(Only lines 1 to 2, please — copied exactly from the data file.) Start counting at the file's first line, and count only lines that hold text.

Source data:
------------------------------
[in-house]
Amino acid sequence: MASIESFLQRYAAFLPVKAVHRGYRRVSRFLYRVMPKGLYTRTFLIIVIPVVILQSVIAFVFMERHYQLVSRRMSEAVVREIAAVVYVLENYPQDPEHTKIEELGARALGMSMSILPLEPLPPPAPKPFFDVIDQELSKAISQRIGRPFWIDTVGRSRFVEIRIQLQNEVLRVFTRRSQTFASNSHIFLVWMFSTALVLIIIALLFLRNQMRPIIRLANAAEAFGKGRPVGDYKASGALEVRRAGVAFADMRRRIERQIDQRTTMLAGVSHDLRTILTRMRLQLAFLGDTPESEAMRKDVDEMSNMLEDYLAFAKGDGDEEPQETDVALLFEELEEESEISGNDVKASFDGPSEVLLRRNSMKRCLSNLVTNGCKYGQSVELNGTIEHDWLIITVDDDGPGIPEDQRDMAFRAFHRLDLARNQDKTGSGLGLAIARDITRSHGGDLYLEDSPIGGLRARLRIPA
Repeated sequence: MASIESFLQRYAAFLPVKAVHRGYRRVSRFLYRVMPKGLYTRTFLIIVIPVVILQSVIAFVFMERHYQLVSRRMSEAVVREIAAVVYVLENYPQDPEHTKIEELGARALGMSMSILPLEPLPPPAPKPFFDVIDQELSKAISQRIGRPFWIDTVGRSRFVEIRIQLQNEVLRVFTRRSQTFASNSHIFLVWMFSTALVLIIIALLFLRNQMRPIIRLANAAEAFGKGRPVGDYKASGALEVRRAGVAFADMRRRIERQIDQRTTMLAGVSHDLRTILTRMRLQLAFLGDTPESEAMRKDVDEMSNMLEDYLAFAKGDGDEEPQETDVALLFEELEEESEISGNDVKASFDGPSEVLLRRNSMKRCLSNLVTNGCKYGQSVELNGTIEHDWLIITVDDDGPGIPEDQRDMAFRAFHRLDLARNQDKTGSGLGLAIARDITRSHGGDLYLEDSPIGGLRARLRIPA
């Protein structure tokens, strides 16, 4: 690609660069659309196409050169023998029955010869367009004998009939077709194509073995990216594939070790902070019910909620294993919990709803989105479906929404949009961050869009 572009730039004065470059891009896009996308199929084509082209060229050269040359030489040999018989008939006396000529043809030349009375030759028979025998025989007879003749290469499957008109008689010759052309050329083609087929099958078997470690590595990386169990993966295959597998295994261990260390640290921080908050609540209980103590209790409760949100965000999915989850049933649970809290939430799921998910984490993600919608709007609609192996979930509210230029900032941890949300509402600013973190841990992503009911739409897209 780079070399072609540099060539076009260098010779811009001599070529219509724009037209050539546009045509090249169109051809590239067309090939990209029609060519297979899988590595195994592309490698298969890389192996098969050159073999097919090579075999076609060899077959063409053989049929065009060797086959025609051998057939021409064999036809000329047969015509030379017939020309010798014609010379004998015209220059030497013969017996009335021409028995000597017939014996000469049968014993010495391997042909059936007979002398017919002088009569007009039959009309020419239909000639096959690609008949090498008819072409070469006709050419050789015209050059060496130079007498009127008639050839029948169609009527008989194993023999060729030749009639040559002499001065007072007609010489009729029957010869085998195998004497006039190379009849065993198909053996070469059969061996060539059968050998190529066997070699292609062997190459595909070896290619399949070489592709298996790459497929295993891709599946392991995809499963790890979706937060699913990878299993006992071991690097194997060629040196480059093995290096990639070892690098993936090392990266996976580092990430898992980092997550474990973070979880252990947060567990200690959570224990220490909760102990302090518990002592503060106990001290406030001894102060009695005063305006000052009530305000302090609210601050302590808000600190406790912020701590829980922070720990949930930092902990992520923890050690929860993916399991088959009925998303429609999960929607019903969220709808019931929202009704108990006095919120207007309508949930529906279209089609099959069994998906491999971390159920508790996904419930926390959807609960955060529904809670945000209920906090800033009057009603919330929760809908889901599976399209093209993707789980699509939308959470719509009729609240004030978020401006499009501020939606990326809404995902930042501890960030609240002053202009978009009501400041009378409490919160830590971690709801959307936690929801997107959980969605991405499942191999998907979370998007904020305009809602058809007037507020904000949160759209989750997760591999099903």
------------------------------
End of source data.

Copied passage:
[in-house]
Amino acid sequence: MASIESFLQRYAAFLPVKAVHRGYRRVSRFLYRVMPKGLYTRTFLIIVIPVVILQSVIAFVFMERHYQLVSRRMSEAVVREIAAVVYVLENYPQDPEHTKIEELGARALGMSMSILPLEPLPPPAPKPFFDVIDQELSKAISQRIGRPFWIDTVGRSRFVEIRIQLQNEVLRVFTRRSQTFASNSHIFLVWMFSTALVLIIIALLFLRNQMRPIIRLANAAEAFGKGRPVGDYKASGALEVRRAGVAFADMRRRIERQIDQRTTMLAGVSHDLRTILTRMRLQLAFLGDTPESEAMRKDVDEMSNMLEDYLAFAKGDGDEEPQETDVALLFEELEEESEISGNDVKASFDGPSEVLLRRNSMKRCLSNLVTNGCKYGQSVELNGTIEHDWLIITVDDDGPGIPEDQRDMAFRAFHRLDLARNQDKTGSGLGLAIARDITRSHGGDLYLEDSPIGGLRARLRIPA